23. Stopping the Cycle • Some cells normally stop in interphase • Neurons in human brain • Arrested cells do not divide • Adverse conditions can stop cycle • Nutrient-deprived amoebas get stuck in interphase

  24. Cell Cycle Regulators • Cyclin (protein) regulate the timing of the cell cycle • Cancer cells do not respond to these “signals” • This results in masses called tumors

  25.  Effect of Cyclins The sample is injected into a second cell in G2 of interphase. A sample of cytoplasm is removed from a cell in mitosis. As a result, the second cell enters mitosis.

  26. Skin Cancer Asymmetrical, Borders, Color, Diameter, Elevation

  27. Essay Question 1 • Compare and contrast mitosis and meiosis. Pay extra attention to crossing over, number of daughter cells and chromosome number. Based on your comparison, explain how these two processes play an important role in reproduction and evolution. • List and describe the main events of the cell cycle.

  28. Mitosis • Period of nuclear division • Usually followed by cytoplasmic division • Four stages: Prophase Metaphase Anaphase Telophase

  29. MITOSIS pair of centrioles plasma membrane nuclear envelope nucleus chromosomes TRANSITION TO METAPASE Now microtubules penentrate the nuclear region. Collectively, they form a bipolar spindle apparatus. Many of the spindle microtubules become attatched to the two sister chromatids of each chromosome. CELL AT INTERPHASE EARLY PROPHASE LATE PROPHASE The cell duplicates its DNA, prepares for nuclear division Mitosis begins. The DNA and its associated proteins have started to condense. The two chromosomes color-coded purple were inherited from the female parent. The other two (blue) are their counterparts., inherited from the male parent. Chromosomes continue to condense. New microtubules become assembled. They move one of the two pairs of centrioles to the opposite end of the cell. The nuclear envelope starts to break up. Fig. 8.7a, p. 132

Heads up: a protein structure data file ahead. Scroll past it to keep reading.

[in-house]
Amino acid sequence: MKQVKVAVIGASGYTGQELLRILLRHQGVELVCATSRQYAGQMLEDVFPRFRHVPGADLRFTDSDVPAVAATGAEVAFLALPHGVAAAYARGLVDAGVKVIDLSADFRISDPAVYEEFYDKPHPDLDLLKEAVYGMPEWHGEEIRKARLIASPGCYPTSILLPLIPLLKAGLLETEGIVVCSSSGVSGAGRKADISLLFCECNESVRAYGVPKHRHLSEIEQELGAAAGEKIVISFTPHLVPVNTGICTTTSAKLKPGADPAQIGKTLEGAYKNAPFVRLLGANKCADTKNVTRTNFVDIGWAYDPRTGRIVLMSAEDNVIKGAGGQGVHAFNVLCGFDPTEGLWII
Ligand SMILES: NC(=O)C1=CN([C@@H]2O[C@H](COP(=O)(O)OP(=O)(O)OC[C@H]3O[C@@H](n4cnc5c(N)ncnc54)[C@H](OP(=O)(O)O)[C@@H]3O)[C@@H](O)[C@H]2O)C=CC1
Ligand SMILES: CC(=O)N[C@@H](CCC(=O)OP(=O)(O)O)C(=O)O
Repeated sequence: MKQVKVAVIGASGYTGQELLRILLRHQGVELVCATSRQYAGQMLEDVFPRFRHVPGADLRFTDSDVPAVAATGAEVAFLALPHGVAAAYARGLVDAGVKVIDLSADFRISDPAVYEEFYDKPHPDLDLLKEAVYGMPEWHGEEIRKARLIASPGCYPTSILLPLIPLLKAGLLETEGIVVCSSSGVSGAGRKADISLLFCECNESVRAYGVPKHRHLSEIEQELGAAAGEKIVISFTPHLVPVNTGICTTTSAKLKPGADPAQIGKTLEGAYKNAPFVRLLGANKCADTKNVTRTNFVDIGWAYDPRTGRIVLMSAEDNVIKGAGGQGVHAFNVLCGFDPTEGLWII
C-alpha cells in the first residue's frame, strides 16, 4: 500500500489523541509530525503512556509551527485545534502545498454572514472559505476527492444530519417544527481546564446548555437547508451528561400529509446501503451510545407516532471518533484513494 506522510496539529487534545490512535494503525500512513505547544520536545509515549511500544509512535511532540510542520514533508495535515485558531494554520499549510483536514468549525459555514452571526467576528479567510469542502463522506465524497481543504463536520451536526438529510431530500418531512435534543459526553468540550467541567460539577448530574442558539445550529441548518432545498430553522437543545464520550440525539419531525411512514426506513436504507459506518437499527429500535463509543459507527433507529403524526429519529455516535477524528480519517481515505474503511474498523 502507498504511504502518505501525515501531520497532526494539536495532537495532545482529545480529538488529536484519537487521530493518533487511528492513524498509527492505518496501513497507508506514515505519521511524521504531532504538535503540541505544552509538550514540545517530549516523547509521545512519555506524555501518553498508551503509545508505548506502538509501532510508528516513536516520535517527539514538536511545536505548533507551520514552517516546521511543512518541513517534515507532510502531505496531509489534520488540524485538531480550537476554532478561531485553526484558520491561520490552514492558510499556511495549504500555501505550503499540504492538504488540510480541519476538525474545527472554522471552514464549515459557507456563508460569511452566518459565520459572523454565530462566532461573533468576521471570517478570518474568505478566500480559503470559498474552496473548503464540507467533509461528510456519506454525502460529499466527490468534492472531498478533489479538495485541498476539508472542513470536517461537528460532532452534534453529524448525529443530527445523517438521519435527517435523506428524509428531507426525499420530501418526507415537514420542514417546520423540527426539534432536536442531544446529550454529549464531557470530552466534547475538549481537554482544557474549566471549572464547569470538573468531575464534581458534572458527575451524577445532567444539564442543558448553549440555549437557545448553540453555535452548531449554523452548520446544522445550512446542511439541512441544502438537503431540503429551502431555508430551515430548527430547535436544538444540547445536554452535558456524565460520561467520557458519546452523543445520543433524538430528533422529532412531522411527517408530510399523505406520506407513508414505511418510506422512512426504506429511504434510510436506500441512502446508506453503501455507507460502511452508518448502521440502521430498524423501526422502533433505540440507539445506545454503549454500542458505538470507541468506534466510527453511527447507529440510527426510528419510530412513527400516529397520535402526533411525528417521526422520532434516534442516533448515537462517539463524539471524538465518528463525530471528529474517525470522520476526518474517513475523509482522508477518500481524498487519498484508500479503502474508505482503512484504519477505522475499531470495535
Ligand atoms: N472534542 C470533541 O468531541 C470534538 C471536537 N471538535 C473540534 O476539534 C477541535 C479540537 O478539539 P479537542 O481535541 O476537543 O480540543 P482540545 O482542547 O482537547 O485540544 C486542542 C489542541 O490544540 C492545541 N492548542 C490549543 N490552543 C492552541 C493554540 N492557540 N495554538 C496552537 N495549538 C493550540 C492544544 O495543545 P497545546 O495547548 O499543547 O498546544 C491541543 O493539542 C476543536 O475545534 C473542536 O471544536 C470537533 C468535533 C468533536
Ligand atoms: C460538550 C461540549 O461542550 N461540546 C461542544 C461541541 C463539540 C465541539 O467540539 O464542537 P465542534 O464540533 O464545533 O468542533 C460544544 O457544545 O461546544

30. INTERPHASE METAPHASE ANAPHASE TELOPHASE All chromosomes have become lined up at the spindle equator. At this stage of mitosis (and of the cell cycle), they are most tightly condensed Attachments between the two sister chromatids of each chromosome break. The two are separate chromosomes, which microtubules move to opposite spindle pores. There are two clusters of chromosomes, which decondense. Patches of new membrane fuse to form a new nuclear envelope. Mitosis is completed. Now there are two daughter cells. Each is diploid; its nucleus has two of each type of chromosome, just like the parent cell. Fig. 8.7b, p. 133

  31. Longest Phase

  32. The Spindle Apparatus • Consists of two distinct sets of microtubules • Each set extends from one of the cell poles • Two sets overlap at spindle equator • Moves chromosomes during mitosis

  33. Spindle Apparatus one spindle pole one of the condensed chromosomes spindle equator microtubules organized as a spindle apparatus one spindle pole

  34. Stages of Mitosis Prophase Metaphase Anaphase Telophase

  35. Early Prophase - Mitosis Begins Duplicated chromosomes begin to condense

  36. Late Prophase • New microtubules are assembled • One centriole pair is moved toward opposite pole of spindle • Nuclear envelope starts to break up

  37. Transition to Metaphase Spindle forms Spindle microtubules become attached to the two sister chromatids of each chromosome

  38. Metaphase • All chromosomes are lined up at the spindle equator • Chromosomes are maximally condensed

  39. Anaphase • Sister chromatids of each chromosome are pulled apart • Once separated, each chromatid is a chromosome

  40. Telophase • Chromosomes decondense • Two nuclear membranes form, one around each set of unduplicated chromosomes

  41. Results of Mitosis • Two daughter nuclei • Each with same chromosome number as parent cell • Chromosomes in unduplicated form

  42. Metaphase Prophase

  43. Prophase Interphase

  44. Anaphase

  45. Telophase

  46. Cytoplasmic Division • Usually occurs between late anaphase and end of telophase • Two mechanisms • Cell plate formation (plants) • Cleavage (animals)

  47. Cytokinesis